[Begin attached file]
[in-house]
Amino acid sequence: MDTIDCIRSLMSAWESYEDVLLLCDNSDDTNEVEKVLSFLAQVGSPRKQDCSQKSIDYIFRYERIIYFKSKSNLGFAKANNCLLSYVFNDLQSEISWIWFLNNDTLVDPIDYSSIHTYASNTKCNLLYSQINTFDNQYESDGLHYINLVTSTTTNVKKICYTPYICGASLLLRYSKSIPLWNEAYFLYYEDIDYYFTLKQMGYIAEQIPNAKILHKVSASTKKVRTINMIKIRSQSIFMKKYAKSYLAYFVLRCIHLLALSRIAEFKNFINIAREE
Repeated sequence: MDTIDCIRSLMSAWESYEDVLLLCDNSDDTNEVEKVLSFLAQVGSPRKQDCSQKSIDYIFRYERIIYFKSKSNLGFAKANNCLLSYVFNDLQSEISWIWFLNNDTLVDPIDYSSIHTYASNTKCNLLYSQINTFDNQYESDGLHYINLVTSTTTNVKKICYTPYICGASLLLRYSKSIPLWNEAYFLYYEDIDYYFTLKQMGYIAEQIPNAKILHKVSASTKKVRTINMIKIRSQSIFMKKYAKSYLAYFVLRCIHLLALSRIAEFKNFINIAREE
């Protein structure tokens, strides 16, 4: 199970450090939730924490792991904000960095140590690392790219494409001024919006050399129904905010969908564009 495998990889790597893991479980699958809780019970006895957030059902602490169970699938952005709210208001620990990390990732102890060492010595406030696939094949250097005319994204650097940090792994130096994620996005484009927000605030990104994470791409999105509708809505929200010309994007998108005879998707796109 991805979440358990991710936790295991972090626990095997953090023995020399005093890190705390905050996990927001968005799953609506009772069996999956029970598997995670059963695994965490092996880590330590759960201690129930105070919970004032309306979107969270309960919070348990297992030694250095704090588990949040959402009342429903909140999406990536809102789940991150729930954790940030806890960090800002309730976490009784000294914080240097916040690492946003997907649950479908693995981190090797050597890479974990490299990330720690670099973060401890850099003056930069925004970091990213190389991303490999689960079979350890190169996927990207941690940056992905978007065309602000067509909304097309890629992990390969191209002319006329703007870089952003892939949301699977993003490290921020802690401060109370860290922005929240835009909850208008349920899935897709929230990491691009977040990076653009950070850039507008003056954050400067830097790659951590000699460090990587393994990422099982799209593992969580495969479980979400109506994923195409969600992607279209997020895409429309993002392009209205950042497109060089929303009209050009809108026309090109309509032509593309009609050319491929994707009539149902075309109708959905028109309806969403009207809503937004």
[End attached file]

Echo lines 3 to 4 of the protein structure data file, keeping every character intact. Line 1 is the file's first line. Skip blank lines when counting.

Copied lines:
Repeated sequence: MDTIDCIRSLMSAWESYEDVLLLCDNSDDTNEVEKVLSFLAQVGSPRKQDCSQKSIDYIFRYERIIYFKSKSNLGFAKANNCLLSYVFNDLQSEISWIWFLNNDTLVDPIDYSSIHTYASNTKCNLLYSQINTFDNQYESDGLHYINLVTSTTTNVKKICYTPYICGASLLLRYSKSIPLWNEAYFLYYEDIDYYFTLKQMGYIAEQIPNAKILHKVSASTKKVRTINMIKIRSQSIFMKKYAKSYLAYFVLRCIHLLALSRIAEFKNFINIAREE
């Protein structure tokens, strides 16, 4: 199970450090939730924490792991904000960095140590690392790219494409001024919006050399129904905010969908564009 495998990889790597893991479980699958809780019970006895957030059902602490169970699938952005709210208001620990990390990732102890060492010595406030696939094949250097005319994204650097940090792994130096994620996005484009927000605030990104994470791409999105509708809505929200010309994007998108005879998707796109 991805979440358990991710936790295991972090626990095997953090023995020399005093890190705390905050996990927001968005799953609506009772069996999956029970598997995670059963695994965490092996880590330590759960201690129930105070919970004032309306979107969270309960919070348990297992030694250095704090588990949040959402009342429903909140999406990536809102789940991150729930954790940030806890960090800002309730976490009784000294914080240097916040690492946003997907649950479908693995981190090797050597890479974990490299990330720690670099973060401890850099003056930069925004970091990213190389991303490999689960079979350890190169996927990207941690940056992905978007065309602000067509909304097309890629992990390969191209002319006329703007870089952003892939949301699977993003490290921020802690401060109370860290922005929240835009909850208008349920899935897709929230990491691009977040990076653009950070850039507008003056954050400067830097790659951590000699460090990587393994990422099982799209593992969580495969479980979400109506994923195409969600992607279209997020895409429309993002392009209205950042497109060089929303009209050009809108026309090109309509032509593309009609050319491929994707009539149902075309109708959905028109309806969403009207809503937004």